New Legislation and Regulations

By:  Duyen T. Nguyen

This law would create a “right to request” for San Francisco employees who are caregivers for children or dependents the right to make requests of their employers for changes to their working arrangements in order to meet caregiving responsibilities. An employer would have a duty to consider and respond to an employee’s request.


Continue Reading San Francisco Proposes Family Friendly Workplace Ordinance

By: Lizbeth V. West, Esq.

On September 25, 2013 Governor Brown signed Assembly Bill 10 into law. Under the new law the statutory minimum wage for California employees will increase from $8 per hour to $9 per hour as of July 1, 2014. Then, on January 1, 2016, the statutory minimum wage will increase to $10 per hour.


Continue Reading Notice To Employers – Audit Your Compensation Plans Based On The Increase To California’s Statutory Minimum Wage

On Thursday, Governor Jerry Brown, signed into law AB 241, providing overtime to nannies and other domestic workers in California. The new law requires employers to pay time-and-a-half overtime to any nanny, housekeeper, or personal attendant who works more than nine hours in one day, or 45 hours in a week. Coupled with California’s new $10 minimum wage by 2016, your nanny or housekeeper will soon cost you an overtime rate of $15 per hour.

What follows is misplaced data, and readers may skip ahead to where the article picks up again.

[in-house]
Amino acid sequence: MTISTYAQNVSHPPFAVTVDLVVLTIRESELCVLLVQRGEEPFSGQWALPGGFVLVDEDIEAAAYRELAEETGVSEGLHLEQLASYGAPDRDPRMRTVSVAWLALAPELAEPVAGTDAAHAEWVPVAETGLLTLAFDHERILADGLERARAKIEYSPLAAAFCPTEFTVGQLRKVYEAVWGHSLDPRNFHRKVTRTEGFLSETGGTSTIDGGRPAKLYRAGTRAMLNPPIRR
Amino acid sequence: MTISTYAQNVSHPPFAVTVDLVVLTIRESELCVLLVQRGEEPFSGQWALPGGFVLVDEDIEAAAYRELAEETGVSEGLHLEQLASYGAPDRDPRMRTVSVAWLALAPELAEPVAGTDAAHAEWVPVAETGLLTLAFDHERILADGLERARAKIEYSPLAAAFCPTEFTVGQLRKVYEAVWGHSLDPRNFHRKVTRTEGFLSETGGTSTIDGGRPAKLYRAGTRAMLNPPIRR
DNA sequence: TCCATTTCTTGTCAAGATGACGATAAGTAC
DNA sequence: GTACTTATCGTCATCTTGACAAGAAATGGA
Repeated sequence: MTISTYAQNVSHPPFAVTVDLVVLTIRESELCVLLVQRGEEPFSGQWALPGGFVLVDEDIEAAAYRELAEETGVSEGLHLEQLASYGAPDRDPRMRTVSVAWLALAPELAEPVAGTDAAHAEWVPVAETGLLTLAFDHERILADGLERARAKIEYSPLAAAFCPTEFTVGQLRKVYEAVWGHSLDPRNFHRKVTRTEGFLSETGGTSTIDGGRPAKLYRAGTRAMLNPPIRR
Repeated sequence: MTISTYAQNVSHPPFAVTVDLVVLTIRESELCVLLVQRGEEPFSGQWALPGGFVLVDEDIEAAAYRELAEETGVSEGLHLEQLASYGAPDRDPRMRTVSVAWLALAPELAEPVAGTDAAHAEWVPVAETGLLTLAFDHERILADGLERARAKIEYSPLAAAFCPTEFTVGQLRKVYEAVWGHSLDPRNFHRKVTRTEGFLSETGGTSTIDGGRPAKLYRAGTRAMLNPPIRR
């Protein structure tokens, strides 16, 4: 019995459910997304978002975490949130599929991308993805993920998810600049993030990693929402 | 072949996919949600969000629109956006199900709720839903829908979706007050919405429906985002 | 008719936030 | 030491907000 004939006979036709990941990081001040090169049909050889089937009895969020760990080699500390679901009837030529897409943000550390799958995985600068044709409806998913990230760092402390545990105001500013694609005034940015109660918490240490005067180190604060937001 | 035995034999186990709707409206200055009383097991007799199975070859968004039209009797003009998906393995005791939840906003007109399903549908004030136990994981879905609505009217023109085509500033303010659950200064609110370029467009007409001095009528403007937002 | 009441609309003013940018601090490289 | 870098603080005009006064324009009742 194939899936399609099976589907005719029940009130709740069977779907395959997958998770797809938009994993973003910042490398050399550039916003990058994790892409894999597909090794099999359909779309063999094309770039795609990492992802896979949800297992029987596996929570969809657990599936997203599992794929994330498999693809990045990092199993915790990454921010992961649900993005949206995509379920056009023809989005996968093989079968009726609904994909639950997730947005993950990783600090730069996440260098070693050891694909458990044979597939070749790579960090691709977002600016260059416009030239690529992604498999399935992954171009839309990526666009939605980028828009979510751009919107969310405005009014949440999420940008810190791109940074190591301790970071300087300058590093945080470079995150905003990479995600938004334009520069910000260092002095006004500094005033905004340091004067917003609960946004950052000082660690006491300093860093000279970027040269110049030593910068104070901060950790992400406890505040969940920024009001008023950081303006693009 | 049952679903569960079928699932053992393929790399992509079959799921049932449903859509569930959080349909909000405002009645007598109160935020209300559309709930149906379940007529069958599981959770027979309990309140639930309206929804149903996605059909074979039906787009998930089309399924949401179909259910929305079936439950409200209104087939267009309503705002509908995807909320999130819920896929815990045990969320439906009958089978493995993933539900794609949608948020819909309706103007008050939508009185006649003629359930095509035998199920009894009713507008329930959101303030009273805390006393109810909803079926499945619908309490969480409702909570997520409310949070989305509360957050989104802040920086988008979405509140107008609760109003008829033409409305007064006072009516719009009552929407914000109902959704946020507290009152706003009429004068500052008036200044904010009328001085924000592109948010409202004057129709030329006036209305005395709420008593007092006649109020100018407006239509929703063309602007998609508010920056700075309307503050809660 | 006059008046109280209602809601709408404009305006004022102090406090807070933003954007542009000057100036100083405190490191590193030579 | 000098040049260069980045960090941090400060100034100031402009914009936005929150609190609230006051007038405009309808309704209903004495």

Continue Reading Nanny State Gives Nannies Overtime Under New California Law

The Affordable Care Act (ACA) has many mandates for both individuals and employers. While the main employer mandate facing certain large employers (the “play or pay” penalty) has been delayed until 2015, the ACA still requires employers who are otherwise covered by the federal Fair Labor Standards Act (FLSA), to provide a notice to their employees by October 1, 2013 explaining the new Health Insurance Marketplace (“Marketplace”).
Continue Reading Employers: Don’t Forget to Provide Your Employees with Timely Notice Under the Affordable Care Act

By:   Duyen T. Nguyen

Civil Code §52.6 requires specified businesses and other establishments, as of April 1, 2013, to post a notice informing the public and victims of human trafficking of telephone hotline numbers to seek help or report unlawful activity. There are specific posting mandates, language requirements, and penalties for failure to post.


Continue Reading Certain Businesses Must Post Public Notices Regarding Rights of Victims of Human Trafficking